Forming a network of smaller organisations can improve infrastructure and capacity and provide access to more resources. Think of a national body as a facilitator organisation that acts as an intermediary to help your local group achieve its charitable goals. National bodies can offer support, improve operations, and enhance the work of local groups, providing more benefit to the public. For example, a national body might provide training to local leaders, offer guidance on program development and fundraising, or use its expertise to increase the quality of services carried out by local groups. This structure also gives you more consistency across a wide geographic area, including the services offered to local residents and the quality of standards.
What challenges do national bodies and local groups face when they work together?
National bodies may need to deal with competing priorities and have difficulty getting individual groups to agree, making decision-making slow and complex. Communication can also be a challenge, and national bodies need to be open and transparent about the actions they take. Decisions made by national bodies will affect all members, which could cause tension between local groups who may need to compete for money, resources, and influence at the national level.
Can an unincorporated local group still operate without the help of a national body?
Yes. A group or society that has not incorporated can still operate independently but will not have a separate legal identity from its members. This means group members will need to step in and sign legal agreements needed for the activities of the organisation. An unincorporated society cannot sue or be sued in court, but individual members of the group can. Receiving donations and grants can also be a problem for unincorporated local groups, since they cannot provide tax receipts to donors or sign funding agreements. On the other hand, unincorporated groups can avoid the costs associated with the incorporation process and have less administrative work to do. They are not required to submit financial reports or file taxes in the name of the organisation.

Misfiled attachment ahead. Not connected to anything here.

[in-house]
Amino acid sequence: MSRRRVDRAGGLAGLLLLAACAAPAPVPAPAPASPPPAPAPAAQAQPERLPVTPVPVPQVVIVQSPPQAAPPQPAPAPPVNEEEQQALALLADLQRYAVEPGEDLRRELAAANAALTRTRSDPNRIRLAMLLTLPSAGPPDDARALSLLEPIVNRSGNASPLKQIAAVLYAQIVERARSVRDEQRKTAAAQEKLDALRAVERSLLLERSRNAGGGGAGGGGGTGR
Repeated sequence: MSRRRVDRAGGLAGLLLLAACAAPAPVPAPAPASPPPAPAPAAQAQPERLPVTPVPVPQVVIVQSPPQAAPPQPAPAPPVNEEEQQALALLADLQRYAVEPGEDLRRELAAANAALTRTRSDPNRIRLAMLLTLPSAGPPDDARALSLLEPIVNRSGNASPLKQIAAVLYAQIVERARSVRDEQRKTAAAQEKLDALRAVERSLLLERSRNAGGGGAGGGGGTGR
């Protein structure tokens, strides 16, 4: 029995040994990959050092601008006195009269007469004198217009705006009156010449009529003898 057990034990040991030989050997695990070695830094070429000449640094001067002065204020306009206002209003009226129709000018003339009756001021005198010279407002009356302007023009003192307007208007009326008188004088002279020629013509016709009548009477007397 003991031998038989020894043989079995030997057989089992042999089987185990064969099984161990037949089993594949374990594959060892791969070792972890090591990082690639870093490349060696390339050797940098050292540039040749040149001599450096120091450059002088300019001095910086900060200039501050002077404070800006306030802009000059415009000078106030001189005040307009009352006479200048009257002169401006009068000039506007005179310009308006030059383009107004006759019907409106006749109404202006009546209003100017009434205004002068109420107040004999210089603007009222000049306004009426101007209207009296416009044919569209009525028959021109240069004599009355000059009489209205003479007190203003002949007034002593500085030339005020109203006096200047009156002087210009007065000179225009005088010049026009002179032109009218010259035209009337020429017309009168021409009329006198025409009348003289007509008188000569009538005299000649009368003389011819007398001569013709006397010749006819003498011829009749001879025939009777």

What non-profit legal structure should I choose?
The non-profit legal structure you choose, including whether you decide to work with a national body or incorporate, depends on several things. How many people do you plan to involve in your activities? Do you plan to grow your organisation? The larger your group becomes, the more important having formal rules and procedures becomes. Do group members have expertise in things like financial management and project administration? A parent body may be able to provide these things. Are your members interested in getting involved with the day-to-day work of managing an organisation? Are they willing to risk financial liability? The more complex your work becomes the more risk your group members take on. If incorporating is not an option for you, joining a national body may be a good option.
To find out more about the incorporation process, and whether incorporating is right for your group, visit Charities Services.
This fact sheet is intended as a simple overview. Non-profit law is incredibly complex and there are many components, allowances, restrictions, exceptions and important qualifications that are not described above. Dedicated legal advice should be sought from a legal practitioner before taking action.
Better Boards connects the leaders of Australasian non-profit organisations to the knowledge and networks necessary to grow and develop their leadership skills and build a strong governance framework for their organisation.